Citizens living in presidential or parliamentary systems face different political choices as do voters casting votes in elections governed by rules of proportional representation or plurality. Political commentators seem to know how such rules influence political behaviour. They firmly believe, for example, that candidates running in plurality systems are better known and held more accountable to their constituencies than candidates competing in elections governed by proportional representation. However, such assertions rest on shaky ground simply because solid empirical knowledge to evaluate the impact of political institutions on individual political behaviour is still lacking. The Comparative Study of Electoral Systems has collected data on political institutions and on individual political behaviour and scrutinized it carefully. In line with common wisdom results of most analyses presented in this volume confirm that political institutions matter for individual political behaviour but, contrary to what is widely believed, they do not matter much.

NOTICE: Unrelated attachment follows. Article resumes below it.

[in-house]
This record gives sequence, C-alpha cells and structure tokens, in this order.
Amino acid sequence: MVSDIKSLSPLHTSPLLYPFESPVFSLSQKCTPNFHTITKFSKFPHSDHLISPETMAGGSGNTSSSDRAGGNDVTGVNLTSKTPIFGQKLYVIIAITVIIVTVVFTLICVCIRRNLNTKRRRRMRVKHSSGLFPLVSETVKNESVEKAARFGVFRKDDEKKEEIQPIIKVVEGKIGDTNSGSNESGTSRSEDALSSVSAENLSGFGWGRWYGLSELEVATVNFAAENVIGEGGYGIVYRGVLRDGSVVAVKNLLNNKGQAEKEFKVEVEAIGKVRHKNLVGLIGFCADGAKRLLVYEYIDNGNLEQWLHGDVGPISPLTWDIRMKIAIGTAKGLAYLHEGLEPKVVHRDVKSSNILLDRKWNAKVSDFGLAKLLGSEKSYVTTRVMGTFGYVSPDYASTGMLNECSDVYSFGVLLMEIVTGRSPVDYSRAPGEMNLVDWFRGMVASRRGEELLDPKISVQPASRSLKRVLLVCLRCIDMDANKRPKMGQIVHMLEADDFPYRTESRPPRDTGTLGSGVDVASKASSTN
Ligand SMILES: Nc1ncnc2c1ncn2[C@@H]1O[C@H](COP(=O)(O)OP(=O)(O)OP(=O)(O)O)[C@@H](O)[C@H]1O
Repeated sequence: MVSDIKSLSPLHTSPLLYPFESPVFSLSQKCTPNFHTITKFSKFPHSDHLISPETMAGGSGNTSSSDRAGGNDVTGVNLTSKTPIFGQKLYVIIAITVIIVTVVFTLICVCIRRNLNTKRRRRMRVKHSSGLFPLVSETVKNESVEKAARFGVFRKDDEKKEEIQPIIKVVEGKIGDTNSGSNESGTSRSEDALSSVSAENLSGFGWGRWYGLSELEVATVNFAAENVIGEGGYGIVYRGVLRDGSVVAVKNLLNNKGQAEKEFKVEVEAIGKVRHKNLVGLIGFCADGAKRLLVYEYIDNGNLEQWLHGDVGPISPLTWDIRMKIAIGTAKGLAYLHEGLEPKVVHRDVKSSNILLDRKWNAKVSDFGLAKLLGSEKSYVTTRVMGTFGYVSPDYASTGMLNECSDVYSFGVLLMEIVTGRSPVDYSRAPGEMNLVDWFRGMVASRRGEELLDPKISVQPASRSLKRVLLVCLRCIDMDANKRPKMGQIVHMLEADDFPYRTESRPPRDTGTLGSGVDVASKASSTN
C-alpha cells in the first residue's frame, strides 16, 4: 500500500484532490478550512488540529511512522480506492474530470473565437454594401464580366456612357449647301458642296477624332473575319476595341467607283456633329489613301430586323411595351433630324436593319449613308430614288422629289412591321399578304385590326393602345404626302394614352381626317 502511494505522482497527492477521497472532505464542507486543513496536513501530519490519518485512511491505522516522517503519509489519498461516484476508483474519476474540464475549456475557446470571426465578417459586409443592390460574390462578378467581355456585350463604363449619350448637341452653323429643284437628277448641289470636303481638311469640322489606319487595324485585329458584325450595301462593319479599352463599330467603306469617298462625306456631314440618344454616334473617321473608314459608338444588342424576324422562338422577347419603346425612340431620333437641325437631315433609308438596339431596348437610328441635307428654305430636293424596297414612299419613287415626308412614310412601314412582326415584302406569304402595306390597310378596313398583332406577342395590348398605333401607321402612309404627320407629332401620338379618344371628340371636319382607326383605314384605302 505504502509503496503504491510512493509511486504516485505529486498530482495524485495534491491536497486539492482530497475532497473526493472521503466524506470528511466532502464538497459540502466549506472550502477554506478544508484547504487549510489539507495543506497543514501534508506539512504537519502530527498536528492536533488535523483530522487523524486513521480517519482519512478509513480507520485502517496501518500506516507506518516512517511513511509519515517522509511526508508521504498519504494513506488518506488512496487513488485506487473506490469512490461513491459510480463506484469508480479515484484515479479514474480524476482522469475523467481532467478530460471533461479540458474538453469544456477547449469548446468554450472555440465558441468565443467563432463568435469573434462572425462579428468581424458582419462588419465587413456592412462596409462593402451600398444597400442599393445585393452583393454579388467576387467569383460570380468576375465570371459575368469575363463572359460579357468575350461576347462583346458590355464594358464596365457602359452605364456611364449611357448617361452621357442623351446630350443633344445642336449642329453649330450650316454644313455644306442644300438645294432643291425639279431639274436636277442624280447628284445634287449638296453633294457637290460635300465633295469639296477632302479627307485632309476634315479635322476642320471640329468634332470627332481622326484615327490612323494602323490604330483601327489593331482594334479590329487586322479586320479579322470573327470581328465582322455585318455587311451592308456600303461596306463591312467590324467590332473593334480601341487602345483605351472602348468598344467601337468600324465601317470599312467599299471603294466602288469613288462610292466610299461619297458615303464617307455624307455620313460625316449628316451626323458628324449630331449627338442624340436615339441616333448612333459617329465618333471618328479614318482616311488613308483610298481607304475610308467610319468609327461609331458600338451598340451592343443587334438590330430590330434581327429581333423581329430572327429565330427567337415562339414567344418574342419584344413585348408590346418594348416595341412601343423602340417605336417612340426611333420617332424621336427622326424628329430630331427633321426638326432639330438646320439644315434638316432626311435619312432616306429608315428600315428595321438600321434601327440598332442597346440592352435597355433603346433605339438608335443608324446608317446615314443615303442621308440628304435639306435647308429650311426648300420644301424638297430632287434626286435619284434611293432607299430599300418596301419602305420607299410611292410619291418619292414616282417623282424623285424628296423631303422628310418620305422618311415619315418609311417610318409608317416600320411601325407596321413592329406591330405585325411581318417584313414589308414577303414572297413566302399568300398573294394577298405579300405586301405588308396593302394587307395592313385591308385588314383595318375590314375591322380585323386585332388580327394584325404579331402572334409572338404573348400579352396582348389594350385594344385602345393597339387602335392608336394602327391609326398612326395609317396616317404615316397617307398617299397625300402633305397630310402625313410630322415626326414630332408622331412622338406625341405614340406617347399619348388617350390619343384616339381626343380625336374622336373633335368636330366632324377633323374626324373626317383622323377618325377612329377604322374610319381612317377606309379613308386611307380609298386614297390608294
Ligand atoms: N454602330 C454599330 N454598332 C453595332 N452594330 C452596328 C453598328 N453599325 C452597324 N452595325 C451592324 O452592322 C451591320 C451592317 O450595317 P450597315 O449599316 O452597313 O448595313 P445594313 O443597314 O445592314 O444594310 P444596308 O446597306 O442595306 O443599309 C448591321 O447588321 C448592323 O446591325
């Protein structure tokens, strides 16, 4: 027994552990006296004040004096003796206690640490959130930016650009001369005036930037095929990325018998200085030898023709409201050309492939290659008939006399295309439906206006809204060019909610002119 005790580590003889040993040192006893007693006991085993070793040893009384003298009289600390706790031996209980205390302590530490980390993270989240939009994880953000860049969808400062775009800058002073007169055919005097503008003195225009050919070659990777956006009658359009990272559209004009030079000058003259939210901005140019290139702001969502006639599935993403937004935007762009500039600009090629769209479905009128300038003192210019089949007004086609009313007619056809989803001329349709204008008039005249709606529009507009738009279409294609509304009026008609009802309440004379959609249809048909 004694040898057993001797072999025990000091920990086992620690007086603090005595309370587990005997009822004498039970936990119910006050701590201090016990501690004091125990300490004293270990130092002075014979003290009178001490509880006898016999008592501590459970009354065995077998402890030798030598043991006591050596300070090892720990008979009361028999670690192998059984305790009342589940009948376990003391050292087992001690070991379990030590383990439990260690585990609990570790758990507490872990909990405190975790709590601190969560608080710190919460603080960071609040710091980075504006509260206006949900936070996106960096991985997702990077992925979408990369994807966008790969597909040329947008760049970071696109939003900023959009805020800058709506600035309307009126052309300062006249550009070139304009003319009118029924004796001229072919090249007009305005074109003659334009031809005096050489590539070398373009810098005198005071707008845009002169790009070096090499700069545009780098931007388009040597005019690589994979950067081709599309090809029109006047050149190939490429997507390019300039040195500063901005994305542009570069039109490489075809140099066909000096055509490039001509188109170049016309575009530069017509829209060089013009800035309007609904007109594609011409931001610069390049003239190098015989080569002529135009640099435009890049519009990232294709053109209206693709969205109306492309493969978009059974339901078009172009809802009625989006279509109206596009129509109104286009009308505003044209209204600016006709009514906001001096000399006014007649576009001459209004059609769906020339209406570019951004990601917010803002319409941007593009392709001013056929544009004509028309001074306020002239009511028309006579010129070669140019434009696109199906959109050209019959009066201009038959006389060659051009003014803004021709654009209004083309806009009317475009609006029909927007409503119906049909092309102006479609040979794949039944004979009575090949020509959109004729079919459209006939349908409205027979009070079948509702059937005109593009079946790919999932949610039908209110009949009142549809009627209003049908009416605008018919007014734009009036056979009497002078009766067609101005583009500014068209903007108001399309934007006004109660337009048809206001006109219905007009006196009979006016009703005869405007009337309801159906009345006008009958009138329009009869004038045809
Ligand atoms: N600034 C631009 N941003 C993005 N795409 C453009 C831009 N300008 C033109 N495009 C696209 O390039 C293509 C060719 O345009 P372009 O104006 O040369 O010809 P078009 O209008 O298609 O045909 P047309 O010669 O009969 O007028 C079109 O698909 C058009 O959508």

Hans-Dieter Klingemann earned his academic degrees from the University of Cologne (1966: Dr. rer. pol.) and from the University of Mannheim (1978: Dr. habil.). He has held academic positions at the University of Cologne (1966-74), the Center for Survey Research (ZUMA), Mannheim (1974-80), the Free University of Berlin (1980-2002), and the Social Science Research Center Berlin (1989-2003). In the profession Professor Klingemann has served as Vice-President (1982/83) and President of the International Society of Political Psychology (1986/87), as member of the Executive Committee of the European Consortium for Political Research (1988/94), as Vice-President of the International Political Science Association (1994/97), as President of the German Paul Lazarsfeld-Society (1994/99), and as President of the European Political Science Network (2002-2005).
PART I INTRODUCTION ; PART II THE PROJECT ; PART III ELECTORAL PARTICIPATION ; PART IV POLITICAL PARTIES, CANDIDATES, AND ISSUES ; PART V EXPRESSIVE AND INSTRUMENTAL VOTING ; PART VI POLITICAL SUPPORT